DUSHANBE (TCA) — The European Bank for Reconstruction and Development (EBRD) is expanding its Women in Business programme to Tajikistan, which will become the 17th country to benefit from improved financing and business advice for female entrepreneurs under the programme, the Bank said on July 28.
The Bank, which sees economic inclusion as one of the attributes of a successful modern economy, has allocated US$ 10 million to the Women in Business programme in Tajikistan. As well as access to finance, the programme will help women access the know-how they need to develop their businesses, through business advice, training courses in key entrepreneurial skills and a mentoring programme.
Bank Eskhata is the first partner financial institution in Tajikistan to join the programme, which is supported by donor funds through the EBRD Small Business Impact Fund. Eskhata will receive US$1 million equivalent in Tajik somoni for on-lending to women-owned or –led businesses across the country.
Other local banks and microfinance institutions are expected to join the programme over the course of the next three years.
Faced with limited private sector employment opportunities and substantial reductions from the public sector, Tajik women are increasingly looking at entrepreneurship as a viable source of income: 42 per cent of women are self-employed.
Women entrepreneurs nonetheless remain under-represented in enterprises of all sizes, and the bigger the firm the less likely it is to be headed by a woman. According to public records and various surveys only a third of firms have women among registered owners and only 8 per cent of firms have majority-female ownership. At the same time overall level of financial intermediation remains relatively low with very few men (13.9 per cent) or women (9.1 per cent) having bank accounts.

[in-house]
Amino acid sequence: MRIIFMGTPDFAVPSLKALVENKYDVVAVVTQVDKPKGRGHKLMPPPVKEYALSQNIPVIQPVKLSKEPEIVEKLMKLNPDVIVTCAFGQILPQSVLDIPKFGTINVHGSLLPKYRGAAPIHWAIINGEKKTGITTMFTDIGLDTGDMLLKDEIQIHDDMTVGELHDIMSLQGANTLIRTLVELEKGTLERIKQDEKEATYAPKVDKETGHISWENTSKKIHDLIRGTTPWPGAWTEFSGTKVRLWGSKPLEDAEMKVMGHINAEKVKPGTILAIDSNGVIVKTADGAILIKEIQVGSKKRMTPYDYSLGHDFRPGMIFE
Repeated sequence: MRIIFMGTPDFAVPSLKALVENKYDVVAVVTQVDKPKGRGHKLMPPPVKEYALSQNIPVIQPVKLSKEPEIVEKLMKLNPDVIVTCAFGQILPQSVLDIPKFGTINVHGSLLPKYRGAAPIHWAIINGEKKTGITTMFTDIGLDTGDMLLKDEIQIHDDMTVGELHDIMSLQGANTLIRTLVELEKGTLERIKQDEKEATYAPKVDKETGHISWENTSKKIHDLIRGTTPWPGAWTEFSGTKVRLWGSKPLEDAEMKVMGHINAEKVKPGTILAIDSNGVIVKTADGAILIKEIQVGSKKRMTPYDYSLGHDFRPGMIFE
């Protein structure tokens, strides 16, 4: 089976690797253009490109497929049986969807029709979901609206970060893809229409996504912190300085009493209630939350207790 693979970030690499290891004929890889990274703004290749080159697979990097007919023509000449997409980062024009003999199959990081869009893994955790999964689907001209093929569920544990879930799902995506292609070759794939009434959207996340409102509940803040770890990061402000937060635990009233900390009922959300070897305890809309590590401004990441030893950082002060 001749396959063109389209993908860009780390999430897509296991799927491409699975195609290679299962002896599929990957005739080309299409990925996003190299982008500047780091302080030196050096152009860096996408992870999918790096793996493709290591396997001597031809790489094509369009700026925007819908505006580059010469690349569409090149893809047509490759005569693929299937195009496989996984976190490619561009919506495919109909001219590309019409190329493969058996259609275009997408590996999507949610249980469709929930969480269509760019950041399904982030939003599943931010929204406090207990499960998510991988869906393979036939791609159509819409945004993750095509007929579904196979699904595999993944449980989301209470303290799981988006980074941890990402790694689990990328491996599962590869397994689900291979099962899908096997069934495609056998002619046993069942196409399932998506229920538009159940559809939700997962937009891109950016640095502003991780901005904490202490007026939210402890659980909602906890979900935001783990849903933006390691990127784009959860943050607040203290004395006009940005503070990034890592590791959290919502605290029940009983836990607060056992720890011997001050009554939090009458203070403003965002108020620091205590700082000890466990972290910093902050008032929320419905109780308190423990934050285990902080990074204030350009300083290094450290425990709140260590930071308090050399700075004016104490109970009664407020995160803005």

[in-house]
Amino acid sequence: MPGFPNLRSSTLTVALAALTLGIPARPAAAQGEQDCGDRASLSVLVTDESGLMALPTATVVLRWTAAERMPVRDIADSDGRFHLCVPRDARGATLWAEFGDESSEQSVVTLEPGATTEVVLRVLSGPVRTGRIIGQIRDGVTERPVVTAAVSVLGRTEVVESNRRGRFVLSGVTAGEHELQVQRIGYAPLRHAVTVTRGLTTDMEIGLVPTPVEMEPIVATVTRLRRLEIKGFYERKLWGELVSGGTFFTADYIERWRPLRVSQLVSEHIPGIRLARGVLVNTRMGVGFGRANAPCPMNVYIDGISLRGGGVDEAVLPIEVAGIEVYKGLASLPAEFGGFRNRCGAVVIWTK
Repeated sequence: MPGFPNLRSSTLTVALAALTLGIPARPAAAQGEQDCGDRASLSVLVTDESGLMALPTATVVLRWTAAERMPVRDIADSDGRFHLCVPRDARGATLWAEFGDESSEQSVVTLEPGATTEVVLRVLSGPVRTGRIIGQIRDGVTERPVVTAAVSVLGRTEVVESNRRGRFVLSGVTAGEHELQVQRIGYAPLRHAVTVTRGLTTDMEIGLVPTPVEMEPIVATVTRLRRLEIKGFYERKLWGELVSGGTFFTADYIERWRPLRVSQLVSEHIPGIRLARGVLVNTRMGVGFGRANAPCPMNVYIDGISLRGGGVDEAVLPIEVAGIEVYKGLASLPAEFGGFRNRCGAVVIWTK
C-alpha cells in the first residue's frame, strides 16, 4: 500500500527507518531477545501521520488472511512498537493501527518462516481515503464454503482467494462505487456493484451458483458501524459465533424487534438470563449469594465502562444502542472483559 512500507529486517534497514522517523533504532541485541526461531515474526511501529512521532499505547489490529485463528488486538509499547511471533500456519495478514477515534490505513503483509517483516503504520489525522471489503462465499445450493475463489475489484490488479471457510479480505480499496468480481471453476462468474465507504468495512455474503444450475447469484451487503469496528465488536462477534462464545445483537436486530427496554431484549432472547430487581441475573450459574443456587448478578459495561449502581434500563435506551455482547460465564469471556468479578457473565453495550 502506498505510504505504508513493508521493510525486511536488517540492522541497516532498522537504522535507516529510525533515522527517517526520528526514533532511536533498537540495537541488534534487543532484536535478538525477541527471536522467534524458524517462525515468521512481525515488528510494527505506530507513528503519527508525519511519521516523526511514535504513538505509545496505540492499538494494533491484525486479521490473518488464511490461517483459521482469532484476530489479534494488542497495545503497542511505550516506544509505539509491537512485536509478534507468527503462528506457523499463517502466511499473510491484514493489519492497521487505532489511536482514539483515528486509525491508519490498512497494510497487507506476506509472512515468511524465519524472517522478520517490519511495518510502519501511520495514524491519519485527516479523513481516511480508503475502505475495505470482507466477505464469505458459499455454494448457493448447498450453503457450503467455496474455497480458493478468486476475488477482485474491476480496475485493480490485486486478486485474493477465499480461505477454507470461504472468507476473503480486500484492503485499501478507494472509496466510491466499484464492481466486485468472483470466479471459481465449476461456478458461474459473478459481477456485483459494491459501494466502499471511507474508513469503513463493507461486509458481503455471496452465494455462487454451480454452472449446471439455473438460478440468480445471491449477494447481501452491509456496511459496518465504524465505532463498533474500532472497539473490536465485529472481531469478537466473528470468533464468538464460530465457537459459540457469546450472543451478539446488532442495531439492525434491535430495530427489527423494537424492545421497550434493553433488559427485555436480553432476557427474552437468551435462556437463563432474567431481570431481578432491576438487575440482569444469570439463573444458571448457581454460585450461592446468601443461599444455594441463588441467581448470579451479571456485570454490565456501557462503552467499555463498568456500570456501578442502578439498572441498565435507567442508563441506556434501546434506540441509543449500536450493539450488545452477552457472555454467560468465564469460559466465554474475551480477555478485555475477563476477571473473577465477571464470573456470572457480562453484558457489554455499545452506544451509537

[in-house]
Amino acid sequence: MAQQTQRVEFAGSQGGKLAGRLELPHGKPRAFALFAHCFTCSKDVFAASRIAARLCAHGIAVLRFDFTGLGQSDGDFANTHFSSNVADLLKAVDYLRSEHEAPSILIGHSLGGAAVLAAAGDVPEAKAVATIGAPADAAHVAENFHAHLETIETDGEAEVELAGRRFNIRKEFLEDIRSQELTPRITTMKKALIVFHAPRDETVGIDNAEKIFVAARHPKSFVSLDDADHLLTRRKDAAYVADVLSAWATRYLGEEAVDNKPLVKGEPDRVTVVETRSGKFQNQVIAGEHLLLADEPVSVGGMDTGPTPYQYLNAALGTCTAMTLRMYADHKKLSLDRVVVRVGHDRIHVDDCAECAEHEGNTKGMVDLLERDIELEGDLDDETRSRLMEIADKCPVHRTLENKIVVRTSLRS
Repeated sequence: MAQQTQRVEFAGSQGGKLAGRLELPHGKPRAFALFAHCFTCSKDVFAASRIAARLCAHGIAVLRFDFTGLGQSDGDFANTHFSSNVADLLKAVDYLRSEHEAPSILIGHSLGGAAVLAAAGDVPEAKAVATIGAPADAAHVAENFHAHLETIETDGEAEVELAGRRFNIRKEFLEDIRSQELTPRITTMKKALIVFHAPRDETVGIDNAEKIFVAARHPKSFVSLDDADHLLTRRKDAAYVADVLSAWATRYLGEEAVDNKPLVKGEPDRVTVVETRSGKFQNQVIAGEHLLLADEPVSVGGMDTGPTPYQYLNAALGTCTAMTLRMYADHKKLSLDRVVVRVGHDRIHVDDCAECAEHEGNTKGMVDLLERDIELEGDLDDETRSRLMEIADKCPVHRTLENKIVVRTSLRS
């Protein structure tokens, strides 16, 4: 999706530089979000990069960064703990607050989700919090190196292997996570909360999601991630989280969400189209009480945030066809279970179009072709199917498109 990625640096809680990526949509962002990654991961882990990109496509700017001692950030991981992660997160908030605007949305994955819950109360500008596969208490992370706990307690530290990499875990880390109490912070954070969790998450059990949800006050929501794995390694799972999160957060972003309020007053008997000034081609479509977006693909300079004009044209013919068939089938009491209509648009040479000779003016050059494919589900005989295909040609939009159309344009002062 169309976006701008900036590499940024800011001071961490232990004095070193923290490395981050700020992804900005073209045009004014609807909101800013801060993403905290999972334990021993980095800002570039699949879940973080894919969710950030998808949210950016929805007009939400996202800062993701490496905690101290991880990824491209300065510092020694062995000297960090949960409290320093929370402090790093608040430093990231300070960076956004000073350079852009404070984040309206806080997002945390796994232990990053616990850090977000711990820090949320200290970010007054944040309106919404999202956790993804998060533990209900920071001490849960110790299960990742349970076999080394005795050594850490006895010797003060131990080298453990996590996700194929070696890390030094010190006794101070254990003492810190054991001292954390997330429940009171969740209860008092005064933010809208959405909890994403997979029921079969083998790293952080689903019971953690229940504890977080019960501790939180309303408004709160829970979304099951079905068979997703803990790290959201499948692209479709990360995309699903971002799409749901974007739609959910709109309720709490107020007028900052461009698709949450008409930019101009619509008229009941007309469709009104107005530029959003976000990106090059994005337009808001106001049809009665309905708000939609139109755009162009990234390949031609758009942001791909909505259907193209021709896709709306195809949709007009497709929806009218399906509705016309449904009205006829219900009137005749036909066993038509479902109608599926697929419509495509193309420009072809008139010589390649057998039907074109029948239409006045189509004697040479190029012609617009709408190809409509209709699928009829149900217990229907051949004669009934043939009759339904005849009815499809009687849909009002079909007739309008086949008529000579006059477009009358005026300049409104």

Women-led businesses face additional constraints from lack of dedicated financing products and customer service, as a result of which women are 3.5 times more likely to borrow from family and friends. Lack of financial literacy and business skills also leave women with less exposure to business opportunities and knowledge networks, meaning women-led businesses remain concentrated at the micro end of the spectrum, and most women remain patent-holders, a Tajik classification reserved to individual entrepreneurs running very small, simple businesses.
The new EBRD programme in Tajikistan will provide dedicated technical assistance to participating financial institutions for development of female oriented customer approach and financing products. The EBRD will also provide financing to participating financial institutions, which will benefit from risk sharing components to make financing for female entrepreneurs more affordable.
International donors will support the EBRD’s programme in Tajikistan by providing funding for several elements, specifically first loss risk cover, the technical assistance to participating financial institutions and advisory support directly to women entrepreneurs (including work with international and local experts, training, mentoring and the analytical online platform Business Lens).